Mainly data retention in the private sector is justified by the need of accessing and protecting important information against data loss accidents. Copies of information are obviously necessary for banks or any other economical organization as a precaution in case something happens with the main data storage systems. On the other hand mandatory data retention is something else.
Mandatory data retention is a law enforcement practice that demands data storage from ISPs and telecom providers under the obligation that all the recorded information will be made available at demand. Basically, even though almost every user’s IP is changed periodically, all the ISPs and telecom providers are obligated to keep records of all their IP addresses allocations for an established period of time. This way state agencies can demand providers to give information about the identity of the person who used an IP at any given moment.
Call it abusive if you like, because that is exactly what we think it is. It gives more power to the governments to surveil its citizens, and takes away from them the basic right of online privacy. And maybe you’re asking yourself what reasons they invoke for this actions? It might differ from country to country, but mainly they are the same: to fight terrorism and combat serious crimes. You could think that these reasons are legit but more often than you think are just trojan horses for political oppression and other kinds of similar abuses.
Knowing that somebody is watching you and could easily access all your online activity, your private thoughts or your social and political beliefs it’s not pleasant to say at least. Besides that, data retention is a considerable threat in many political regimes, as users don’t longer feel at large to freely express themselves. Also, the process of storage such a heavy load of information is costly as it presumes expensive storage equipment. And if you wonder who pays for that, wander no more, because the answer is simple. The government makes the service providers to cover the check and the services providers are charging the end users. So the surveyed pays to be monitored. And last, but not least let’s talk about hacking attempts. As you learned so far, your private information is stored somewhere by your ISP. It goes without saying that there is no protective solution to fully resist to cyber-attacks. It’s just a matter of time somebody manages to find a breach and steal yours and other users’ data. And even though this is obviously a breach of your online privacy, many governments have policies that favour data retention.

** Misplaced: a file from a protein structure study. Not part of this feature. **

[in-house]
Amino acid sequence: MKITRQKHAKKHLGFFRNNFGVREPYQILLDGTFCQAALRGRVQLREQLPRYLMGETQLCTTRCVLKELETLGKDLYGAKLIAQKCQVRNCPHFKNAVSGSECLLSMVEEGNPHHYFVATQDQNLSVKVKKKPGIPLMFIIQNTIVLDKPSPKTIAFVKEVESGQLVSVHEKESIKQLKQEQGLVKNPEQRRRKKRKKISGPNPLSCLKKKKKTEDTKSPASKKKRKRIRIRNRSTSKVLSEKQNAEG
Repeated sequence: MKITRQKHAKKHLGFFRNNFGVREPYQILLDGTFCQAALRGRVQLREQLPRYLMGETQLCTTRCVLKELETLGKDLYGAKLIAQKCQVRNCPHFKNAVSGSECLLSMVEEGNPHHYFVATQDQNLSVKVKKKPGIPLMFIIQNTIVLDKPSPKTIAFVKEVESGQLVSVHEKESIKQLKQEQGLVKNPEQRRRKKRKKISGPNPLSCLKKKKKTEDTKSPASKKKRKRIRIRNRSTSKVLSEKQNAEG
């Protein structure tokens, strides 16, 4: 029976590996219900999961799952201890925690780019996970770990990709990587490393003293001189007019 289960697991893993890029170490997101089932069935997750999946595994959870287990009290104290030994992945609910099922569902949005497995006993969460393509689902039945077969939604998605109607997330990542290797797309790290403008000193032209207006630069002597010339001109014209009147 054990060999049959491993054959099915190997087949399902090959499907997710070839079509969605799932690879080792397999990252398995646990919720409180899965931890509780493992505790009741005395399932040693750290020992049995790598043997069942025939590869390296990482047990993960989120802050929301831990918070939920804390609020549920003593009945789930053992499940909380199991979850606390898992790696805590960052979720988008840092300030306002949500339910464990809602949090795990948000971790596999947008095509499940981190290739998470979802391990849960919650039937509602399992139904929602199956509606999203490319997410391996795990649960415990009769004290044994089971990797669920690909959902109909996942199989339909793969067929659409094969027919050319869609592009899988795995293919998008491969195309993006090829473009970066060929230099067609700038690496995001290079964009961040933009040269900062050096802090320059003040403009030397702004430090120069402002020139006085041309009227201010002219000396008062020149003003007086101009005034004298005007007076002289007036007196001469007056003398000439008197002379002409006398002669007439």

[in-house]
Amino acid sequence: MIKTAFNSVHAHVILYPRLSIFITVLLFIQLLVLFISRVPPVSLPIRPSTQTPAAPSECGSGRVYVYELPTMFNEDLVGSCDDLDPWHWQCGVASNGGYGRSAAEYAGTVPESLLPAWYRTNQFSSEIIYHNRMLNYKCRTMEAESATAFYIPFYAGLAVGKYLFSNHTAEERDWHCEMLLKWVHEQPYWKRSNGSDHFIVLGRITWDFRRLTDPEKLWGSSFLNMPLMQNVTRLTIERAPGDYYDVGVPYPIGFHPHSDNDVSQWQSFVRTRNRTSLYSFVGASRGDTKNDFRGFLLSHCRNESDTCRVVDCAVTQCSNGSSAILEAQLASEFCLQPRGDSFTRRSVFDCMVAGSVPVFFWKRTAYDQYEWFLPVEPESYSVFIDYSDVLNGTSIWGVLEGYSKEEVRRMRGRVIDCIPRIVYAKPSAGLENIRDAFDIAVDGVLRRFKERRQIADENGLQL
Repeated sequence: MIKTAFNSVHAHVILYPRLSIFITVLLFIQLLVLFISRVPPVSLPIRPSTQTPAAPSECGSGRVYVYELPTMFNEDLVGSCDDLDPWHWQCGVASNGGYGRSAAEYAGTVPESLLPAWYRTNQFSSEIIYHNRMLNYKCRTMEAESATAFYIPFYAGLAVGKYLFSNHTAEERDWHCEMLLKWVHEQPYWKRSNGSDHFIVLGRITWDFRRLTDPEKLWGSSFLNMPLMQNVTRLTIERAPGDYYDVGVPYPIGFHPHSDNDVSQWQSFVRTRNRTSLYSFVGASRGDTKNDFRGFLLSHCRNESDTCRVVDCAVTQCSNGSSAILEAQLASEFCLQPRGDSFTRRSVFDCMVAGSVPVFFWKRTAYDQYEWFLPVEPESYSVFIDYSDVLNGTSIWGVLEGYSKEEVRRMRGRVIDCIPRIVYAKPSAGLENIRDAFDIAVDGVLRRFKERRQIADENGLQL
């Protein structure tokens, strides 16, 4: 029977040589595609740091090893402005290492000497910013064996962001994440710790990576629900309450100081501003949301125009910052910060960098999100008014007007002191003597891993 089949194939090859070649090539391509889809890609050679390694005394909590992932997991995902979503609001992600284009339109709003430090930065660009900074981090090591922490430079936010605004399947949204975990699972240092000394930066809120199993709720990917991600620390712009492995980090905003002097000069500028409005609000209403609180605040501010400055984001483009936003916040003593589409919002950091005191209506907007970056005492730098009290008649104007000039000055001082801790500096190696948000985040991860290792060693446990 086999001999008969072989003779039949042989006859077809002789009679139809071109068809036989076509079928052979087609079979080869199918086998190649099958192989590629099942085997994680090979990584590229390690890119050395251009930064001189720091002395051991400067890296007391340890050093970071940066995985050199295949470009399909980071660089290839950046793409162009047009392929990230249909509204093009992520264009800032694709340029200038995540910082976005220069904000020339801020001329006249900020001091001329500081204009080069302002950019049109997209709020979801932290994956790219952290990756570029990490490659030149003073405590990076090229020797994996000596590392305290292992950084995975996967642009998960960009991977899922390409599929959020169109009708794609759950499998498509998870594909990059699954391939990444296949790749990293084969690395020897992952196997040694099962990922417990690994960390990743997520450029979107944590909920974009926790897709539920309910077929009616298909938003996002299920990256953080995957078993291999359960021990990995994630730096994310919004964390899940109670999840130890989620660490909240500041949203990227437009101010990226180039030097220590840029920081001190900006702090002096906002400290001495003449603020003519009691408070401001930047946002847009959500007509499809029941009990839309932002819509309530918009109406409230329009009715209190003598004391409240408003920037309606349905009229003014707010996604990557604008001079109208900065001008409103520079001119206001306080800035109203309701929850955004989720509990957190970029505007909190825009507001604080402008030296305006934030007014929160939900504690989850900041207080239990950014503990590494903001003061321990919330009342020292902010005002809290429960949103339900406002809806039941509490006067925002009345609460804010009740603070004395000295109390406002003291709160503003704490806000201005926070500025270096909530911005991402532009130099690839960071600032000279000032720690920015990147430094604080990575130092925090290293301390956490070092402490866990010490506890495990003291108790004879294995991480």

Of course data retention laws are different from country to country, but generally they aim to obtain the same thing. A better grip to the digital world, while disregarding the personal digital space, or even, in some cases, the freedom of speech. So let’s find out more about data retention laws in order to have a better picture about where online privacy is properly valued and where it is trashed down.
Not long ago, in December 2016, European Union made an important statement against data retention and declared illegal for member states to make bulk retention of emails or other electronic data. The only exception from this ruling applies in cases of serious threats against public safety. Only then targeted surveillance and data retention are legal. Still, this admission comes with an important mention: the person or group of persons whose data were accessed must be notified that the surveillance act took place, as soon as the notice doesn’t endangers the investigation. Further, after the investigation comes to an end all the retained data must be destroyed.
Of course the ruling must be followed by all member states, but, as every country had a prior individual and different approach on the matter, we will let time to reveal if everybody complies or if there are states who ignore or delay the european bill, protecting therefore the online privacy of their citizens.
UK is the European country that wants to stand alone when it comes to online privacy regulations. The officials recently approved the Investigatory Powers Act which allows online surveillance for large groups of people and requires Internet providers to keep for a year browsing history from all users. Obviously the new ruling from the European Court of Justice against data retention, doesn’t fit very well into this picture.